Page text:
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The Bridge

29 Aug 2018
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Local Perspective

The Karl S. Bowers bridge. The entrance to magnificence and the exit from remarkable and memorable. Whether crossing as a matter of daily routine, arriving for a much-anticipated vacation, or leaving with sand in the car and memories tucked away for a lifetime, the bridge says, “You are welcome”.

Water levels change with each crossing. Homes go from marsh view to waterfront. If my windows are down, I am treated to the tasty smell of salt that is tangy and sweet, and fresh. So delicious! Henry David Thoreau wrote in his Journal in 1852, “There are odors enough in nature to remind you of everything if you had lost every sense but smell.”

Some days I creep up to the bridge, allowing others to join me from the flyover to my right. Other days and times, I cruise, uninterrupted at full allowable speed into paradise. As I begin to cross, I notice that in both directions, left or right, north or south, I see water. I expect to see dolphin to my right about midway across and am rarely disappointed.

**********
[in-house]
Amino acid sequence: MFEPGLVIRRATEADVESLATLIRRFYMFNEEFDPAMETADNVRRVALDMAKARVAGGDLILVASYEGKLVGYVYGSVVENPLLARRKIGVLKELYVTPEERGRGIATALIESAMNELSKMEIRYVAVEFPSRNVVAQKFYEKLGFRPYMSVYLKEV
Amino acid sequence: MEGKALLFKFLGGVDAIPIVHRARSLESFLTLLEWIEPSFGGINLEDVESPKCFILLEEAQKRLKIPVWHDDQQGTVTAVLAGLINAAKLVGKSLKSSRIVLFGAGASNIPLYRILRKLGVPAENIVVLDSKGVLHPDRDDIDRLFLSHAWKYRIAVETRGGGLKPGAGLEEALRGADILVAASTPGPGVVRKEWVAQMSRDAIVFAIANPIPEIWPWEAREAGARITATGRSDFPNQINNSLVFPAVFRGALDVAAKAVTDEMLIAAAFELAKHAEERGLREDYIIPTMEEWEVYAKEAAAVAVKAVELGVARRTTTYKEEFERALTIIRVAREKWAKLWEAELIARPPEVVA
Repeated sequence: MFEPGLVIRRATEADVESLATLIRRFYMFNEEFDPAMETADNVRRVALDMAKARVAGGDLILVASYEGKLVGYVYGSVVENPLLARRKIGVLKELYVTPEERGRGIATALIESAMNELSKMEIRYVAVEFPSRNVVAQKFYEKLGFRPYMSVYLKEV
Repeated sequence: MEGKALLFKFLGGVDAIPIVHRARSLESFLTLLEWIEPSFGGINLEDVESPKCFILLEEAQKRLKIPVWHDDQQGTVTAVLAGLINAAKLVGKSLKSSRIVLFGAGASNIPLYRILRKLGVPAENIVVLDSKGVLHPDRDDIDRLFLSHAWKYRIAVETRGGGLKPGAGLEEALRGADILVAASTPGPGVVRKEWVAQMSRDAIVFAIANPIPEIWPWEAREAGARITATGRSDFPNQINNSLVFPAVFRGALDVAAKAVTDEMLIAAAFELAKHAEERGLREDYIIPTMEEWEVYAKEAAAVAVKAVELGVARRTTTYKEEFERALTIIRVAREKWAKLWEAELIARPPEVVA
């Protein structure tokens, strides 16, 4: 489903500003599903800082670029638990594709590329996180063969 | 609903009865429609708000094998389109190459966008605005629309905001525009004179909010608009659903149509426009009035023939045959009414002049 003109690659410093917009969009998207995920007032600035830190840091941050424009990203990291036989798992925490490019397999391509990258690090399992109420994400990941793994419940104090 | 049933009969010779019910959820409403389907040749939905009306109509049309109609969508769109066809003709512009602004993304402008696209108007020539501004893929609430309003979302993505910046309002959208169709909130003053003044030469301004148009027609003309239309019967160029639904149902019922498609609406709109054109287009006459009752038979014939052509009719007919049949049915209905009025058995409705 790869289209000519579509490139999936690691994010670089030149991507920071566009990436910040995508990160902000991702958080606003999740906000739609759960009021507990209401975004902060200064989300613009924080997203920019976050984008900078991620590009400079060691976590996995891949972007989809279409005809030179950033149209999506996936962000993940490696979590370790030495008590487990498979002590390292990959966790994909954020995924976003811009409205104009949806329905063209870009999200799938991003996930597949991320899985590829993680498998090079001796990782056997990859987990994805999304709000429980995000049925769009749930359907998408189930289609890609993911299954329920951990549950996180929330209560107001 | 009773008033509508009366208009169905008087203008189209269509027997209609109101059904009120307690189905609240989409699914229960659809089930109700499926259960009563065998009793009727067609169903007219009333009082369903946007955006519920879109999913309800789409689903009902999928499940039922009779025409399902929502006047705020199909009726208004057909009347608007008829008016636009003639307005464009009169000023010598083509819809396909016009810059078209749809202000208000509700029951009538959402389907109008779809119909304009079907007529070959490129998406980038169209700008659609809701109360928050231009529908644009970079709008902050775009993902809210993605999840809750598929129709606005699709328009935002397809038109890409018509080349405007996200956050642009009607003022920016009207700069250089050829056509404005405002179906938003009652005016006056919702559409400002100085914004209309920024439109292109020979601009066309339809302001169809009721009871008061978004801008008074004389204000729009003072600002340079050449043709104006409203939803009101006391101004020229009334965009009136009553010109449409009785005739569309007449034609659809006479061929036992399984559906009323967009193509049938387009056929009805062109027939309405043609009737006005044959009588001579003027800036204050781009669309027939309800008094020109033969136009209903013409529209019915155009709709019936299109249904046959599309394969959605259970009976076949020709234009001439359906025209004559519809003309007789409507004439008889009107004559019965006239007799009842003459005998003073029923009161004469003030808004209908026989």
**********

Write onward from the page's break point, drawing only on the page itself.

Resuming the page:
Not only are the surroundings bringing me joy, but the anticipation of what is to come is brewing. I may be heading to work, I may be heading back from lunch, I may be crawling for the first time on a Saturday, with 13 hours behind me and my final destination so close I can taste it. No matter the case, I am here. I am so close. Either I am almost home, or I am far from home.

The bridge is short really. I see dolphin, I see boats coming to the landing and leaving. I see fishing lines stretching into the water from the public dock, bait scrambling on the floor of McKay creek tempting all kinds of fish to eat and be eaten. Soon I have crossed and now I am ready. Ready for more bridges. More paradise. More sand.

Those of us that call Hilton Head Island home can appreciate the pleasure of returning from some long absence to our home. I know that I am not alone when I say that no matter where I go, no matter how far I go, no matter how long I am gone, I can never wait to cross that bridge on my return to the “rock”. Our pristine beaches. Our seemingly murky but cleanest water where some of the world best shrimp and oysters call home as well.

We know the roads that lead us to the bridge. We know exactly how close we are to home as each mile has expired on our eastward drive. Not mathematically but magnetically. Magnetically. Yes, there is a pull in that bridge that brings us back every time. The smell. The rising sun that bathes our windshield. The sunset off to the right that is reflected off the clouds ahead. The fresh marsh grass in the Spring and the Fall colors of the same grass.